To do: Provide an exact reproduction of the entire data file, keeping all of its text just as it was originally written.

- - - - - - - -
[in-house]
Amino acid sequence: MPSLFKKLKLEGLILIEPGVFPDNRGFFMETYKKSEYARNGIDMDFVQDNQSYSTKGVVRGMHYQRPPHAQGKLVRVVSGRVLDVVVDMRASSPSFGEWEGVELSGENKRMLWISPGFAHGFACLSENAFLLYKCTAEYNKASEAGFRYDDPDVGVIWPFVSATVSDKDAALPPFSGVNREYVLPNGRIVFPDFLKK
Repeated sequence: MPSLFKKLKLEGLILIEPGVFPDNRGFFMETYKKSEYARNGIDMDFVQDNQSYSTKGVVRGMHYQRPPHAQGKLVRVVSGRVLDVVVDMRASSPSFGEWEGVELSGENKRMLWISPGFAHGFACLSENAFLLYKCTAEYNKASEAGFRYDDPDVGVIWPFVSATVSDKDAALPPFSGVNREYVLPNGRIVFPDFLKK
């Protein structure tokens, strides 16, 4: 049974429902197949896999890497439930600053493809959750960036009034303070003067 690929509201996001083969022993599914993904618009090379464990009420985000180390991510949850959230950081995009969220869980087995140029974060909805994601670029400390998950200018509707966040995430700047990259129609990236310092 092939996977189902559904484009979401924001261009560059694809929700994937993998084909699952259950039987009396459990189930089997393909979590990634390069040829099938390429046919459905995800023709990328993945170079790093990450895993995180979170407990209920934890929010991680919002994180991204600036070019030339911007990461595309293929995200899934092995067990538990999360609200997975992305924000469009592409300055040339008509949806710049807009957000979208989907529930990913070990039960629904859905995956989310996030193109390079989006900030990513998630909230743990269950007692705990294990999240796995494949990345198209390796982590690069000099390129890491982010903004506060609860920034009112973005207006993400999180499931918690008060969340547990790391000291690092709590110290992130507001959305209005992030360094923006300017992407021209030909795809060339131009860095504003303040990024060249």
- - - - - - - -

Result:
[in-house]
Amino acid sequence: MPSLFKKLKLEGLILIEPGVFPDNRGFFMETYKKSEYARNGIDMDFVQDNQSYSTKGVVRGMHYQRPPHAQGKLVRVVSGRVLDVVVDMRASSPSFGEWEGVELSGENKRMLWISPGFAHGFACLSENAFLLYKCTAEYNKASEAGFRYDDPDVGVIWPFVSATVSDKDAALPPFSGVNREYVLPNGRIVFPDFLKK
Repeated sequence: MPSLFKKLKLEGLILIEPGVFPDNRGFFMETYKKSEYARNGIDMDFVQDNQSYSTKGVVRGMHYQRPPHAQGKLVRVVSGRVLDVVVDMRASSPSFGEWEGVELSGENKRMLWISPGFAHGFACLSENAFLLYKCTAEYNKASEAGFRYDDPDVGVIWPFVSATVSDKDAALPPFSGVNREYVLPNGRIVFPDFLKK
């Protein structure tokens, strides 16, 4: 049974429902197949896999890497439930600053493809959750960036009034303070003067 690929509201996001083969022993599914993904618009090379464990009420985000180390991510949850959230950081995009969220869980087995140029974060909805994601670029400390998950200018509707966040995430700047990259129609990236310092 092939996977189902559904484009979401924001261009560059694809929700994937993998084909699952259950039987009396459990189930089997393909979590990634390069040829099938390429046919459905995800023709990328993945170079790093990450895993995180979170407990209920934890929010991680919002994180991204600036070019030339911007990461595309293929995200899934092995067990538990999360609200997975992305924000469009592409300055040339008509949806710049807009957000979208989907529930990913070990039960629904859905995956989310996030193109390079989006900030990513998630909230743990269950007692705990294990999240796995494949990345198209390796982590690069000099390129890491982010903004506060609860920034009112973005207006993400999180499931918690008060969340547990790391000291690092709590110290992130507001959305209005992030360094923006300017992407021209030909795809060339131009860095504003303040990024060249």